Ronnie Bottomley’s All-Star Jazz Orchestra, 14 June 2019

Director/Arranger – Ronnie Bottomley

Trumpets: Dale Gibson, Gareth Smith, Trevor Vincent, Ian Chalk

Trombones: Kevin Holbrough, Lee Hallam, Tom Ianson, Chris Hibbard (bass)

Saxes: Jim Corry (as/ss), James Russell (as/cl/fl), Joel Purnell (ts), Simon Kaylor (ts/cl/fl), Rod Mason (bari)

Piano – Graham Hearn

Guitar – Derrick Harris

Bass – Adrian Knowles

Drums – Dave Walsh


A capacity crowd gathered to hear Ronnie Bottomley’s All-Star Orchestra on the eve of his 90th birthday. Of course, no one familiar with the man’s work was expecting anything venerable; in fact, the repertoire for the evening—selected from his vast range—had a strikingly contemporary edge, even the standards such as some cherished Duke Ellington numbers. It’s all in the arrangements and the direction: that’s why Ronnie Bottomley is the brightest star in an all-star band.

And what a band! There is no shortage of contemporary big bands capable of competently churning out the tunes while displaying plenty of harmonic power and sheer propulsive force. But for music of the standard we enjoyed, what’s required is first-rate arrangements and musicians capable of delivering them with conviction and precision, smooth interplay between the sections and a rhythm section to drive everything along. Everything was in place and Ronnie was at the helm. Two hours of musical delight ensued.

The hoped-for highlights—the kinds of harmonies made possible by three brass sections, a deeply musical sense of swing pervading every number whatever the tempo, scorching solos—were all delivered in sets that were full of variety, interest and unexpected turns.  Naturally, Ronnie and the band had a set-piece number up their sleeves, the so-fast-and-furious-it’s-unkind-to-ask-the-saxophonists-to-attempt-it arrangement—this evening, Sonny Stitt’s ‘The Eternal Triangle.’ The saxophone solos began with baritone on its own, followed by pairs of altos and tenors, each turn that seemingly—surely?—couldn’t be matched. But they strove to outdo each other, all the while with the rest of the band kicking up a storm.  Cue tumultuous applause.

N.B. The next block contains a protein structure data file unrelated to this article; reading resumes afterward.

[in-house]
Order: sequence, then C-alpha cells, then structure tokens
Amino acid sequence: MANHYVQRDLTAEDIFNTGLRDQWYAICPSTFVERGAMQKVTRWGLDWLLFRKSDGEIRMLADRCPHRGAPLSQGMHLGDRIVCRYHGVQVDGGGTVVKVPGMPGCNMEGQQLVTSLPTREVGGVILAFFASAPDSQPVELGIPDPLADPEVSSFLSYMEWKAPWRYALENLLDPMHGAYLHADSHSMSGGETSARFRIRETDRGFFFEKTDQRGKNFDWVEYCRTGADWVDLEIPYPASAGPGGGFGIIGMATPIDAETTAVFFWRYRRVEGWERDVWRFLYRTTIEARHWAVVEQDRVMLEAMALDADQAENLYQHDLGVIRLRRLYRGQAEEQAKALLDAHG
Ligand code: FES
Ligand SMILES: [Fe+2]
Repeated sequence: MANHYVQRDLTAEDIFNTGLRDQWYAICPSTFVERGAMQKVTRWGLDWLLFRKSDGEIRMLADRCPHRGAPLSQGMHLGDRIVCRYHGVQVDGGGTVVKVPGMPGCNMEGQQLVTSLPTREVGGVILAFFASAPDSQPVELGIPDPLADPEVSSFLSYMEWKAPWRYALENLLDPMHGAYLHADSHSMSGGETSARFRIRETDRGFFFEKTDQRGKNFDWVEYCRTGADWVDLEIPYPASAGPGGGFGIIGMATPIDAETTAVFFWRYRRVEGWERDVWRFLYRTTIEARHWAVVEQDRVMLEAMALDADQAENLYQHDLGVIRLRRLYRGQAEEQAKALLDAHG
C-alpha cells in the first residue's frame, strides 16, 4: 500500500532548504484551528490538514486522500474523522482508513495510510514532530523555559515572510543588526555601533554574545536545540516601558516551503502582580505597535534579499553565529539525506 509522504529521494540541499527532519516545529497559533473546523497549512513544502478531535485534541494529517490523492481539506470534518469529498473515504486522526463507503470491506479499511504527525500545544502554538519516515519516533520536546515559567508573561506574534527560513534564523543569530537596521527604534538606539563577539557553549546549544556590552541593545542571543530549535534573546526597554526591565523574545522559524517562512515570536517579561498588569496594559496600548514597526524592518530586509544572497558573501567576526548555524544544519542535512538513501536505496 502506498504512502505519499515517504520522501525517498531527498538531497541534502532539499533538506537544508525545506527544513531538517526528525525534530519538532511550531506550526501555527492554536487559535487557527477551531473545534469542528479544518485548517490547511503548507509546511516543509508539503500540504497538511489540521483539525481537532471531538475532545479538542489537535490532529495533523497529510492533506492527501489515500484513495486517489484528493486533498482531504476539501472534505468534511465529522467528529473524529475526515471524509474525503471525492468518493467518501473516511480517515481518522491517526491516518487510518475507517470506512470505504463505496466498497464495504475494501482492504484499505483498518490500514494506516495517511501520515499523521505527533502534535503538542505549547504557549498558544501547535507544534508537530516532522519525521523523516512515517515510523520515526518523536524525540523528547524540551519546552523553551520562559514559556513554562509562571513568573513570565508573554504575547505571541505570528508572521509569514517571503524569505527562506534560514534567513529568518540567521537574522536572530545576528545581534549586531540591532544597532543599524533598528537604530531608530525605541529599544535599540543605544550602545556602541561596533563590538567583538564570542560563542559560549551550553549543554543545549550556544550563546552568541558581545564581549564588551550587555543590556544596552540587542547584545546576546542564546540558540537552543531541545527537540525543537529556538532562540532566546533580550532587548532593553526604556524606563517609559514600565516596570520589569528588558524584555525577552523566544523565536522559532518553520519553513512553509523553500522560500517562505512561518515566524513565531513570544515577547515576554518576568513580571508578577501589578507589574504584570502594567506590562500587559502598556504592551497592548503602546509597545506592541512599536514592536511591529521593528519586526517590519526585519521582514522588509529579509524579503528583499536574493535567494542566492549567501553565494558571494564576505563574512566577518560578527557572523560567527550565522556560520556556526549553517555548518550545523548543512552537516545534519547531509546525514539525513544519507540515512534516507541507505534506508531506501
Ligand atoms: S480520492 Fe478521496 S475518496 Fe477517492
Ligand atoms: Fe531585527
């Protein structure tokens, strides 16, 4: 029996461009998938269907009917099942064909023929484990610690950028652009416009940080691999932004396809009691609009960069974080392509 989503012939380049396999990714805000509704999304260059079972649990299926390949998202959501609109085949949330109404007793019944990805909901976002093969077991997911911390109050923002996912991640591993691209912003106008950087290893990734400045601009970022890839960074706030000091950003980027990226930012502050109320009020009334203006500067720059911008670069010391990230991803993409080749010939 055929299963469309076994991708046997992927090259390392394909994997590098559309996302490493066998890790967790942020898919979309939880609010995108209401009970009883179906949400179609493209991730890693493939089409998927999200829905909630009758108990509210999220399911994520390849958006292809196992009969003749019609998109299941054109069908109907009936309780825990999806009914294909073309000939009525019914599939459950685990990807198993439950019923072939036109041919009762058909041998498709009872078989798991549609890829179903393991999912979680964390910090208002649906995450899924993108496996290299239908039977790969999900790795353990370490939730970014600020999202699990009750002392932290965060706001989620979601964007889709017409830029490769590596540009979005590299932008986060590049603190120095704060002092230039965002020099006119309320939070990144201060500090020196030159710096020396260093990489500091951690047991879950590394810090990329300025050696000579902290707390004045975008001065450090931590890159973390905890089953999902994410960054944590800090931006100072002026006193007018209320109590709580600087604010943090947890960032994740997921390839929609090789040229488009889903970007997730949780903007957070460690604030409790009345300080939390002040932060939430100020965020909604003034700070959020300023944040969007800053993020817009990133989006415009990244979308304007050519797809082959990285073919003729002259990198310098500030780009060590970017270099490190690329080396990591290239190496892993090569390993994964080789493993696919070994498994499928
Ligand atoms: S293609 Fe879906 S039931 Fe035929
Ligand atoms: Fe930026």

Special mention to the rhythm section, without which no big band can truly deliver. Both as a unit and individually, piano, bass drums and guitar were a show on their own; and indeed, while the brass had a well-deserved chance to recover their breath and bearings, we were treated to a fine piece that put the rhythm section to the fore—and it was a little gem.

Ronnie’s repertoire for the evening featured numbers that, by their titles at least, stood as thematic markers of the key junctures in his long life. One sensed that ‘In Walked Love’ was given special treatment—a feeling that was shared by everyone in attendance for the duration of both sets.

‘What’s on Next? >


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